SABS’ stellar CEO quits
The South African Bureau of Standards (SABS) was placed under administration in June 2018. Garth Strachan was appointed acting CEO in August 2018. And in October last year the state-owned standards and certification body reported a reduction in its net loss of almost 94% to R4.4 million in the year to March, from just shy of R71 million the previous year.
Despite this, Strachan believed he no longer enjoyed the confidence of department of trade and industry and competition director-general Lionel October. The SABS said in a statement that Strachan had resigned with effect from 6 February.
“I was sent to turn around decades of decline at the level of governance, at the level of finance, at the level of operations and restoring the confidence of industry and players in the institution,” Strachan said.
“But if you don’t enjoy the confidence [of the department of trade and industry and competition], as the acting CEO and the accounting officer, then it’s very difficult to turn an institution around, because it needs profound and fundamental repurposing,” he said.
Strachan, formerly deputy director-general of the industrial development division at the department of trade and industry, said October’s lack of confidence in him was evident from his remarks to the parliamentary portfolio committee on trade and industry, which visited the state-owned entity last Tuesday (4 February).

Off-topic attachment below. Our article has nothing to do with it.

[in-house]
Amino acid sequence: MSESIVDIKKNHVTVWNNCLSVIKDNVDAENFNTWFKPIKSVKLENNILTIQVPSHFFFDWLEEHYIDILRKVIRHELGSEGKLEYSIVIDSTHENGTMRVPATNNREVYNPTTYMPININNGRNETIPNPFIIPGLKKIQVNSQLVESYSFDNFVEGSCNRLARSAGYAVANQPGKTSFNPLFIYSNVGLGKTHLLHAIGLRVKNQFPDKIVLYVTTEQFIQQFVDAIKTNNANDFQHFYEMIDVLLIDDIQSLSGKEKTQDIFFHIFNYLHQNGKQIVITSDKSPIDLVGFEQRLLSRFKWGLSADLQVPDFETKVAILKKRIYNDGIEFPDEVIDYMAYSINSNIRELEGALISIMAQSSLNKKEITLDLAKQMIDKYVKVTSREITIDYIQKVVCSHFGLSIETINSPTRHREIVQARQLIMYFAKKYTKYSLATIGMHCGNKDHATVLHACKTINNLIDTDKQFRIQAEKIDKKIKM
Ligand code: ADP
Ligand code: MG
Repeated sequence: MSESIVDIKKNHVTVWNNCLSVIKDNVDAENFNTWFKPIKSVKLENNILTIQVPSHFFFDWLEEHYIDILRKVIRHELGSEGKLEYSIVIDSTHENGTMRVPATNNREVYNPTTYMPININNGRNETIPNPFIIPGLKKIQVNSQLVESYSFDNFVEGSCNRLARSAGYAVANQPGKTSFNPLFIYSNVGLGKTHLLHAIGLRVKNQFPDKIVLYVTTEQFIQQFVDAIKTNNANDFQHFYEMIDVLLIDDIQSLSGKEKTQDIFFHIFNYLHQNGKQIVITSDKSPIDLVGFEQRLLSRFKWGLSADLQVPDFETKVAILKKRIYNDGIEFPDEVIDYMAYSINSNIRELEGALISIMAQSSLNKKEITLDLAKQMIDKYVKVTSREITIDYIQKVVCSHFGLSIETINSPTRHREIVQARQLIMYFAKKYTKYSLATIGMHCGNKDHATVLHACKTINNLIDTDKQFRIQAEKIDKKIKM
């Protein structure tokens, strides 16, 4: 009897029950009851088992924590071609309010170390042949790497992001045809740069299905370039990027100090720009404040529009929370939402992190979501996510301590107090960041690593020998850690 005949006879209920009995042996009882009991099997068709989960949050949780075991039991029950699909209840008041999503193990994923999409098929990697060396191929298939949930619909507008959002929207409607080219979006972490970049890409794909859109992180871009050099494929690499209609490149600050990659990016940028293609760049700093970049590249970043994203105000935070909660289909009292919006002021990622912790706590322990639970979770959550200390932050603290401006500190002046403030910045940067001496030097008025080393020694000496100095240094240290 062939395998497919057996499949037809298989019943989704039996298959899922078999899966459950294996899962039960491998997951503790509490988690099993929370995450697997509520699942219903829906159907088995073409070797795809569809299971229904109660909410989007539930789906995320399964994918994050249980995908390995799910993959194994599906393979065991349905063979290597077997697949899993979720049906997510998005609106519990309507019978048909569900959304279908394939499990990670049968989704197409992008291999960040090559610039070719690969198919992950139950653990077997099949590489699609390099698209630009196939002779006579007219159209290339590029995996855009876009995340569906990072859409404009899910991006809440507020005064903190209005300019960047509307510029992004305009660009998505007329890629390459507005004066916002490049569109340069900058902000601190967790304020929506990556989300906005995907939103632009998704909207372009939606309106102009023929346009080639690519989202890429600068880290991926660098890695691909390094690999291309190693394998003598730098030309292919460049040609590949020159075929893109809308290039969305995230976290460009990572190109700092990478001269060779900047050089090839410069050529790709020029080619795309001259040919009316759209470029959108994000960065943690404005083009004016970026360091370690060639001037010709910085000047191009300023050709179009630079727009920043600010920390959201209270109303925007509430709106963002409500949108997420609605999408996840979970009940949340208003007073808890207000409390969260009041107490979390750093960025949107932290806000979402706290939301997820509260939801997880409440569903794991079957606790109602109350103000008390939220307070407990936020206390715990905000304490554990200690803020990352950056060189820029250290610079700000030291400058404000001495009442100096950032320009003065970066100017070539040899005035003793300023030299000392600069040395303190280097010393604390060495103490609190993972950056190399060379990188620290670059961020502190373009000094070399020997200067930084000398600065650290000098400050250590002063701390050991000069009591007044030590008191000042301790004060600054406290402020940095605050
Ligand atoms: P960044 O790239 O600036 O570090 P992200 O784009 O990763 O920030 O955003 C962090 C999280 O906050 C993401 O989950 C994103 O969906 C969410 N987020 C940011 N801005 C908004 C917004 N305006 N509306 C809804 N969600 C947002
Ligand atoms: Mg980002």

Strachan declined to comment on what October had told the committee.
However, Democratic Alliance (DA) shadow minister of trade and industry Dean Macpherson said the DA has been reliably informed that Strachan suddenly resigned after “a spectacular fallout” with October.
Macpherson said this stemmed from the portfolio committee’s oversight visit to the SABS last Tuesday, when they were told the entity was essentially bankrupt, would run out of cash in the next financial year, and was battling to attract thousands of customers lost under the previous delinquent board. That board was dissolved in June 2018.
Strachan said industrial efforts in South Africa would be extremely difficult without a functioning, competitive, worldclass standards and conformity assessment institution, which the SABS should be. He said there was a strong correlation between successful industrialised countries and standards and conformity assessments and the existence of robust, productive, well-functioning, technical, quality infrastructure institutions – of which the SABS was the most important.
Macpherson said there could be no doubt Strachan’s departure would affect exporters who rely on the SABS for quality assurance in international markets.